Welcome to Mamji Hospital

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Full Width FAQs

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Will there be pain after the surgery?

Expect mild to moderate swelling, with a little pain but with good antibiotics the pain and swelling can be kept to a minimum.

Are dental implants successful?

With more than two decades of clinical experience and thousands of patients treated, crowns and bridges supported by implants are highly successful. Our statistics confirm a success rate of nearly 95 percent for individual implants.

Will I be able to chew with the same force and pressure I use with my natural teeth?

Yes. Following a brief adaptation period, chewing capacity is comparable to that of natural teeth.

Will my new teeth look natural?

When dental implants are used in combination with modern restorative dentistry, their appearance, comfort and function are very likely to exceed your expectations.

How will dental implants affect my life?

Implant-supported replacement teeth look, feel and function like natural teeth. This means that you can eat and drink whatever you are used to. Most importantly, dental implants often improve quality of life in a very concrete way. People who have felt embarrassed and worried because of their tooth problems are often overwhelmed by what new permanent teeth can do for their self-esteem.

What are the advantages of dental implants over dentures or a bridge?

Improved appearance:
When you lose entire tooth – crown and root – shrinkage of the jawbone may cause your face to look older. Dental implants can stop this process. A traditional denture or bridge doesn’t.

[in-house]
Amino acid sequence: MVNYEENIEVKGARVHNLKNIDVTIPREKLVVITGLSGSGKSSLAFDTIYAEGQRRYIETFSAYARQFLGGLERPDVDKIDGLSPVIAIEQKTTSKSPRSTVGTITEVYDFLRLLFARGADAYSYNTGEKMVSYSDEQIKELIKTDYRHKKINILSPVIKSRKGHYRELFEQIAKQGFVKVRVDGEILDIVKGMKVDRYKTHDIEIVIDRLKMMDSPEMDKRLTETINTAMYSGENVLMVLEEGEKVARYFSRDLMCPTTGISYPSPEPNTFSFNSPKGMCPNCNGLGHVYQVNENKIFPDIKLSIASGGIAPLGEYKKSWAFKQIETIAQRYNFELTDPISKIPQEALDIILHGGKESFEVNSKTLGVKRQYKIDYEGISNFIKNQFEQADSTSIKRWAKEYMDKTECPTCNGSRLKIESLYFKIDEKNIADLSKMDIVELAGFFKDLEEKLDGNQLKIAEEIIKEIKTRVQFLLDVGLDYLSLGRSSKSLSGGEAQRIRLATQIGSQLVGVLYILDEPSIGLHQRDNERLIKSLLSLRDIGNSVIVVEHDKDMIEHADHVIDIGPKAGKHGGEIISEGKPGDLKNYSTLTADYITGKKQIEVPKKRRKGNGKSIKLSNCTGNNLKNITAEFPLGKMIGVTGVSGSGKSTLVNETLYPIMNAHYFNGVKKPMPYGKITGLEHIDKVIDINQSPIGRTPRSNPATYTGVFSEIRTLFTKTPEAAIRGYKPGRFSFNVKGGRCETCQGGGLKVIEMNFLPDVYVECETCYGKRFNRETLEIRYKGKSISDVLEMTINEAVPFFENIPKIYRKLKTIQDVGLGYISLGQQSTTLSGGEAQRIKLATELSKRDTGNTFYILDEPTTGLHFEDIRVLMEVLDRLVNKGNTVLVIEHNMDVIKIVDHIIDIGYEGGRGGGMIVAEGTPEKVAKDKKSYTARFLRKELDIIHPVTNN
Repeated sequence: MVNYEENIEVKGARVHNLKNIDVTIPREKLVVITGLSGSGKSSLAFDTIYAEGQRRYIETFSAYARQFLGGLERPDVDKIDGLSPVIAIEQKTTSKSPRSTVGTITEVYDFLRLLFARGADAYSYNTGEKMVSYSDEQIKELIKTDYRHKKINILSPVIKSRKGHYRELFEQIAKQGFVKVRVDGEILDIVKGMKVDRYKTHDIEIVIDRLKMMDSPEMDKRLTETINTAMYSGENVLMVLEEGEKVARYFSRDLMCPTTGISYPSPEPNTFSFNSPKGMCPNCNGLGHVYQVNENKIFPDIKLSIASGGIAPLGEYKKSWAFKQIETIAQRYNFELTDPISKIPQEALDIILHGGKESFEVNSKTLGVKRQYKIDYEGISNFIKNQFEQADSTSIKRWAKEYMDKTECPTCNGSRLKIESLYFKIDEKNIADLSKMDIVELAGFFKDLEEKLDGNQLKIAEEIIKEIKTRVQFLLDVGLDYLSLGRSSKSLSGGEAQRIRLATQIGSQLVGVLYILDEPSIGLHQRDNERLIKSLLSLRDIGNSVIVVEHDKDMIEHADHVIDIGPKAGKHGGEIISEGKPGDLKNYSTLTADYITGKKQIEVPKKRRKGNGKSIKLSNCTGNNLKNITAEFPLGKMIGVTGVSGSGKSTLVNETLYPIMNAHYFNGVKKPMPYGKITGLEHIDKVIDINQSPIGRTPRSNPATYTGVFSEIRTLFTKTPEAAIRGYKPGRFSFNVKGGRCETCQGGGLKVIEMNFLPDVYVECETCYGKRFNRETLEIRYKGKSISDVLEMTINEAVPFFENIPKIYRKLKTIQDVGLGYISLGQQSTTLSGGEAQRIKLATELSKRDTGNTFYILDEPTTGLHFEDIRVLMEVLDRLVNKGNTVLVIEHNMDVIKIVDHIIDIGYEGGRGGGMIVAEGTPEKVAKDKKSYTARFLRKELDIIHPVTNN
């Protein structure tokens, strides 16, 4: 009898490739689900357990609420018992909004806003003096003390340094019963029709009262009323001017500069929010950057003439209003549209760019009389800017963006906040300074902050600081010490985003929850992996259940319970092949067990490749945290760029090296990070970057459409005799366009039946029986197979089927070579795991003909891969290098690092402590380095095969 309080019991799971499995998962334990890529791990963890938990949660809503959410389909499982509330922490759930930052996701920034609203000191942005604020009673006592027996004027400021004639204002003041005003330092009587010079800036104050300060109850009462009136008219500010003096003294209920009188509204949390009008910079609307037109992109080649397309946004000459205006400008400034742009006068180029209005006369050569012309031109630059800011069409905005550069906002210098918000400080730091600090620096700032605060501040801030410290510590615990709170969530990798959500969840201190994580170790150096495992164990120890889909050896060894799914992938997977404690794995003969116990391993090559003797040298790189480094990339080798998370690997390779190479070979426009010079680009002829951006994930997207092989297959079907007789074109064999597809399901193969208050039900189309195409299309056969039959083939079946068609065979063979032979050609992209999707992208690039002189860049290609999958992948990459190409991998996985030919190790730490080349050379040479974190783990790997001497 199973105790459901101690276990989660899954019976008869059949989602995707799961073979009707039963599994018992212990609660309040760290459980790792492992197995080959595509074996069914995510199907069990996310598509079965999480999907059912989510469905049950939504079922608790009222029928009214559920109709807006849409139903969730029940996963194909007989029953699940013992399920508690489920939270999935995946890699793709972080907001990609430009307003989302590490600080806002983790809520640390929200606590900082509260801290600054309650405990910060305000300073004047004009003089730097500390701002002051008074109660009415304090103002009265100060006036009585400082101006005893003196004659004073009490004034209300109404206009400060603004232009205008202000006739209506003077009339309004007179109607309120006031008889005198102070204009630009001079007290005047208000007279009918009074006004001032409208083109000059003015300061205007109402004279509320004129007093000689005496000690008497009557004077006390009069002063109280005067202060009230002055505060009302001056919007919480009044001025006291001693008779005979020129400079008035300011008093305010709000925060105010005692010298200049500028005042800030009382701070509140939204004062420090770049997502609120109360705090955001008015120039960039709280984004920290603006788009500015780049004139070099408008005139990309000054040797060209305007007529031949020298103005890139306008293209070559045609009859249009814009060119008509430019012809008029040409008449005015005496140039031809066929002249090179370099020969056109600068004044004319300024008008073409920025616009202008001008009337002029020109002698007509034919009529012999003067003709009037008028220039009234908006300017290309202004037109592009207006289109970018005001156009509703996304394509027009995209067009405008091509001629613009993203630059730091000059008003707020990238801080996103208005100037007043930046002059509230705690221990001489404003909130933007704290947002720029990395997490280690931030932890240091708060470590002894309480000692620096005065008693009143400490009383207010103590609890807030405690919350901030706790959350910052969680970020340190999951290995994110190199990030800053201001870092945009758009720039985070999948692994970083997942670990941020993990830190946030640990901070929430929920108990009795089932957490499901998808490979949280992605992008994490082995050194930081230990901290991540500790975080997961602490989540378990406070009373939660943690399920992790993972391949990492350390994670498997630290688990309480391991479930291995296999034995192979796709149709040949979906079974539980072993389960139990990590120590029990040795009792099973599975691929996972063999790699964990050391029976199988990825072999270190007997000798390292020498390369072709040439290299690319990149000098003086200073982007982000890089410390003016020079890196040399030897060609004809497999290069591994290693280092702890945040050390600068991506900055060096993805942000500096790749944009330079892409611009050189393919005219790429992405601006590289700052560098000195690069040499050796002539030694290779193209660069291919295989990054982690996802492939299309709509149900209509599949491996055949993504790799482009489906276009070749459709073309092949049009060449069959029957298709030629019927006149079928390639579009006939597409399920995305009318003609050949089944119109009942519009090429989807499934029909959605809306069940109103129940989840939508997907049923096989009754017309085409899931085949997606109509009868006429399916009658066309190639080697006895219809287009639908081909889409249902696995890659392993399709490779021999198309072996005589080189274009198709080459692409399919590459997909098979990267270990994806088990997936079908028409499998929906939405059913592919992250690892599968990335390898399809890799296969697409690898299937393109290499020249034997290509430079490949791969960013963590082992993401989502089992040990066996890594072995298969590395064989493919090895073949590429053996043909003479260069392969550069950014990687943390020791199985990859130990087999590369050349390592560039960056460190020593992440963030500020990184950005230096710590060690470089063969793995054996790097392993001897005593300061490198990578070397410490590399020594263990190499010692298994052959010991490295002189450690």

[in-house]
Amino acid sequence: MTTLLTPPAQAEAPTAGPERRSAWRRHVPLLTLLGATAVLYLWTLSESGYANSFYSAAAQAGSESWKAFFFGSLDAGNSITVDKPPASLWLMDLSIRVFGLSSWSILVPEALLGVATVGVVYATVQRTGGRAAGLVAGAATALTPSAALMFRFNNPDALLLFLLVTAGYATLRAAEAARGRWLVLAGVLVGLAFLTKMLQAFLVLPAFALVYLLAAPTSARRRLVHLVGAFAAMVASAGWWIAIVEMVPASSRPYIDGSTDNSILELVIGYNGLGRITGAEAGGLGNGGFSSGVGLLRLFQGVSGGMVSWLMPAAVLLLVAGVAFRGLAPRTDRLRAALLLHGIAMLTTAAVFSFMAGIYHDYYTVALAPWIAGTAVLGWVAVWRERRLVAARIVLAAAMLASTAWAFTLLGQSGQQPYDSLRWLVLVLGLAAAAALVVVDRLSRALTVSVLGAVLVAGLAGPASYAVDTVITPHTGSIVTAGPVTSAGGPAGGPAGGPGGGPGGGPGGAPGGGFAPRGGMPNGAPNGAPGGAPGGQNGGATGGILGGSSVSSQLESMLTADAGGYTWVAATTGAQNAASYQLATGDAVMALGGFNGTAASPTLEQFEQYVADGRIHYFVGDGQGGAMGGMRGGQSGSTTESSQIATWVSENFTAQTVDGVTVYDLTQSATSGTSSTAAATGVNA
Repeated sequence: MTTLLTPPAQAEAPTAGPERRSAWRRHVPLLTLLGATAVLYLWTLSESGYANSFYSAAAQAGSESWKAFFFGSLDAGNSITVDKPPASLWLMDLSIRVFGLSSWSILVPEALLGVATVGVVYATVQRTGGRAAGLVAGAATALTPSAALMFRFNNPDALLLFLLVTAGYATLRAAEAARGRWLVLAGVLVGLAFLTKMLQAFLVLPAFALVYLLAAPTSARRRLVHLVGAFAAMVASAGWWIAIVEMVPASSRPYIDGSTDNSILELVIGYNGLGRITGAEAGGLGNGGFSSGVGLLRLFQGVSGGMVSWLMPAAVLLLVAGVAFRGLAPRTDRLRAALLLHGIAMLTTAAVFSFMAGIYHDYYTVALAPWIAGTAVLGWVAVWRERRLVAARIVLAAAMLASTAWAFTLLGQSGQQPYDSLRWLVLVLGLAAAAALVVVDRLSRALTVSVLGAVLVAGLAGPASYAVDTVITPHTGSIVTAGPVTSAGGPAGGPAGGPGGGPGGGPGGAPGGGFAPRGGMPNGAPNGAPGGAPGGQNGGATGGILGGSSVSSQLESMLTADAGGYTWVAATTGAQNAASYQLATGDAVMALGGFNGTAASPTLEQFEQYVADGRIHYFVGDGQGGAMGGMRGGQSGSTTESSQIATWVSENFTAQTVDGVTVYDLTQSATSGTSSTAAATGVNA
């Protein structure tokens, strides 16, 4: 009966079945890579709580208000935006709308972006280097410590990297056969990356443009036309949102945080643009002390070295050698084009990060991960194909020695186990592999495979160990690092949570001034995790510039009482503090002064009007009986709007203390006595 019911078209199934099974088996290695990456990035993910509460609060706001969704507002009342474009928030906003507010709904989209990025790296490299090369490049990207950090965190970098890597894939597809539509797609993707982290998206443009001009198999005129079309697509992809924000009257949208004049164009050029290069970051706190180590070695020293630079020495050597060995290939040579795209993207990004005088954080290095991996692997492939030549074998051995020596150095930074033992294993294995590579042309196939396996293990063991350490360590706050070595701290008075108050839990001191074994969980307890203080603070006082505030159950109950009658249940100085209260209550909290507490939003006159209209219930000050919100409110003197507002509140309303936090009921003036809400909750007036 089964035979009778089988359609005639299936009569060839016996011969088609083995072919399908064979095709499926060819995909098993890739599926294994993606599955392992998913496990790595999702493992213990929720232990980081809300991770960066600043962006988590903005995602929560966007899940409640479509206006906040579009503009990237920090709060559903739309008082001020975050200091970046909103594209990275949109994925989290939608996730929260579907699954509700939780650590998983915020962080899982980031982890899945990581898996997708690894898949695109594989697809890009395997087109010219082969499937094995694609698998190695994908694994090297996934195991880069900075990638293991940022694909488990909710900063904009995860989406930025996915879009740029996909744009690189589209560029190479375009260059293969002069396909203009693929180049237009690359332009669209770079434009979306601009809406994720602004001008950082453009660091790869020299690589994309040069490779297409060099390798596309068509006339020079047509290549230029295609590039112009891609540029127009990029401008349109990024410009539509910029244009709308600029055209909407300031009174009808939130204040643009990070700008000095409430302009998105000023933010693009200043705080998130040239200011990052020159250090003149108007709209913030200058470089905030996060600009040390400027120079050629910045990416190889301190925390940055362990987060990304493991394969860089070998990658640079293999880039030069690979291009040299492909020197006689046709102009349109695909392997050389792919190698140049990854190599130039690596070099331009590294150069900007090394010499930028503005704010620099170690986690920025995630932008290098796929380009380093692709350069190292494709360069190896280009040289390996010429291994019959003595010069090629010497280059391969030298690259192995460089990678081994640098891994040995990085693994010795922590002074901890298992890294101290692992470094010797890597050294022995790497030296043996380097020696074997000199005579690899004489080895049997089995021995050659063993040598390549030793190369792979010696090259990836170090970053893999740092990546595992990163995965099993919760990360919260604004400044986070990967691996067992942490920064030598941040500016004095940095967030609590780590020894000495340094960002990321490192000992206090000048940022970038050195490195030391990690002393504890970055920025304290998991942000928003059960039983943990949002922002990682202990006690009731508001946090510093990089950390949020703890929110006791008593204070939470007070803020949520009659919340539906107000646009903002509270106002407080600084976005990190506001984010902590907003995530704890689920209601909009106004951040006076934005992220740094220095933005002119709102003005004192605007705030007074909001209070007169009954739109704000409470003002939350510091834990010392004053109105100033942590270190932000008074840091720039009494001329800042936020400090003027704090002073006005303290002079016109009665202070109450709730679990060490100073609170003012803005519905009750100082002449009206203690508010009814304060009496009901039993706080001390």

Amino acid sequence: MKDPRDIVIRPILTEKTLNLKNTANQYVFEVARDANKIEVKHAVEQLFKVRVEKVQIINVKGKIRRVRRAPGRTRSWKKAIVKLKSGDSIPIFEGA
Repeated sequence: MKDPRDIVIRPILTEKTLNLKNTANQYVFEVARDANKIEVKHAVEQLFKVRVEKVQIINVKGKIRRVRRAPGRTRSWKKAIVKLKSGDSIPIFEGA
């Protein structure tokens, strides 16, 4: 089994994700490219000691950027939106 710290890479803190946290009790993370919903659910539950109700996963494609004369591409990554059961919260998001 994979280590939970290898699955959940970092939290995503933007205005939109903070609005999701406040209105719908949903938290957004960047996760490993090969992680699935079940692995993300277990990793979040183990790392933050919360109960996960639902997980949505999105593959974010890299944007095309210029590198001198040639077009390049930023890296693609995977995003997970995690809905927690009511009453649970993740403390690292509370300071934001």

Maintained natural teeth:
With traditional practices, two teeth adjacent to a missing tooth must be ground down to anchor a bridge. Dental implants often eliminate the need to modify healthy teeth.

Permanent solution:
There are no loose parts to worry about. The implant is stable and comfortable. No adjustment is need after installation. Normally, it will serve its owner for life.

What information can be found in my health record

health record is created any time you see a health professional such as a doctor, nurse, dentist, chiropractor, or psychiatrist. You could find the following in your health record:

  • Your medical history and your family’s medical history
  • Labs and x-rays
  • Medications prescribed
  • Alcohol use and sexual activity
  • Details about your lifestyle (smoking, exercise, recreational drug use, high-risk sports, stress levels)
  • Doctor/nurse notes
  • Results of operations and proceduresGenetic testing
  • Research participation
  • Any Information you provide on applications for disability, life or accidental insurance with private insurers or government programs
  • Driver’s License
  • Social Security Number
  • Financial information such as credit cards and payment info

Who has access to my health records

Many more people than you would ever want, including people outside the health care industry.

  • Insurance companies
  • Government agencies especially if you receive Medicare, Medicaid, SCHIP, SSI, Workers Comp or any local, state or federal assistance
  • Employers
  • Banks, Financial Institutions
  • Researchers
  • If you are involved in a court case, your health records can be subpoenaed and available to the public
  • Marketers
  • Drug companies
  • Data miners
  • Transcribers in and outside the U.S.
  • Many health websites collect information about you

Can my personal health information be used and disclosed without any notice to me or without my informed consent at the time of treatment

Yes.

The Amended HIPAA Privacy Rule states only that you must receive a Privacy Notice telling you how your personal health information will be used and disclosed. Section 164.520(c) (2) (i) (A).
Privacy Notices are often mistaken for consent forms, but they are simply notices telling you what will happen to your medical records.